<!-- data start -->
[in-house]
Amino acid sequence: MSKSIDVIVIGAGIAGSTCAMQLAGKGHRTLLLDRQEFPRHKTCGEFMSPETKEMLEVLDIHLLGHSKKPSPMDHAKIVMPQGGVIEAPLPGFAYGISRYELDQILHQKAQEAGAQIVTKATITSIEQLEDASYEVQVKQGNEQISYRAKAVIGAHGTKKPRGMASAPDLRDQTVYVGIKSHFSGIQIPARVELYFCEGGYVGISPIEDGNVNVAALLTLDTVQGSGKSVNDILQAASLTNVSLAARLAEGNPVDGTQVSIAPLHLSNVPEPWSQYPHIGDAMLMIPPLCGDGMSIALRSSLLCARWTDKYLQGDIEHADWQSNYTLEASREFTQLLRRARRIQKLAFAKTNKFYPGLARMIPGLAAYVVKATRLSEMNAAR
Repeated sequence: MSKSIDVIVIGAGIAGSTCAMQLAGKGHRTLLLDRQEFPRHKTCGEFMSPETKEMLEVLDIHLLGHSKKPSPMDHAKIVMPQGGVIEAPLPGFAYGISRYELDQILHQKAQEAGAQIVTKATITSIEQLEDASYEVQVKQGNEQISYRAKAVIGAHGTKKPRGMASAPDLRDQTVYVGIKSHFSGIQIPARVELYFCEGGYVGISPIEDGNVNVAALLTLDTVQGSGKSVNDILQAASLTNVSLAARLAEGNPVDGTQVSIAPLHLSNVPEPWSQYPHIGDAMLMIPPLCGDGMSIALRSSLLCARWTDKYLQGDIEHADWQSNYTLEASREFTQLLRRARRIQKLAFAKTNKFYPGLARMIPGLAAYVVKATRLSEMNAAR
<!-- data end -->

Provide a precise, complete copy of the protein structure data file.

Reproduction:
[in-house]
Amino acid sequence: MSKSIDVIVIGAGIAGSTCAMQLAGKGHRTLLLDRQEFPRHKTCGEFMSPETKEMLEVLDIHLLGHSKKPSPMDHAKIVMPQGGVIEAPLPGFAYGISRYELDQILHQKAQEAGAQIVTKATITSIEQLEDASYEVQVKQGNEQISYRAKAVIGAHGTKKPRGMASAPDLRDQTVYVGIKSHFSGIQIPARVELYFCEGGYVGISPIEDGNVNVAALLTLDTVQGSGKSVNDILQAASLTNVSLAARLAEGNPVDGTQVSIAPLHLSNVPEPWSQYPHIGDAMLMIPPLCGDGMSIALRSSLLCARWTDKYLQGDIEHADWQSNYTLEASREFTQLLRRARRIQKLAFAKTNKFYPGLARMIPGLAAYVVKATRLSEMNAAR
Repeated sequence: MSKSIDVIVIGAGIAGSTCAMQLAGKGHRTLLLDRQEFPRHKTCGEFMSPETKEMLEVLDIHLLGHSKKPSPMDHAKIVMPQGGVIEAPLPGFAYGISRYELDQILHQKAQEAGAQIVTKATITSIEQLEDASYEVQVKQGNEQISYRAKAVIGAHGTKKPRGMASAPDLRDQTVYVGIKSHFSGIQIPARVELYFCEGGYVGISPIEDGNVNVAALLTLDTVQGSGKSVNDILQAASLTNVSLAARLAEGNPVDGTQVSIAPLHLSNVPEPWSQYPHIGDAMLMIPPLCGDGMSIALRSSLLCARWTDKYLQGDIEHADWQSNYTLEASREFTQLLRRARRIQKLAFAKTNKFYPGLARMIPGLAAYVVKATRLSEMNAAR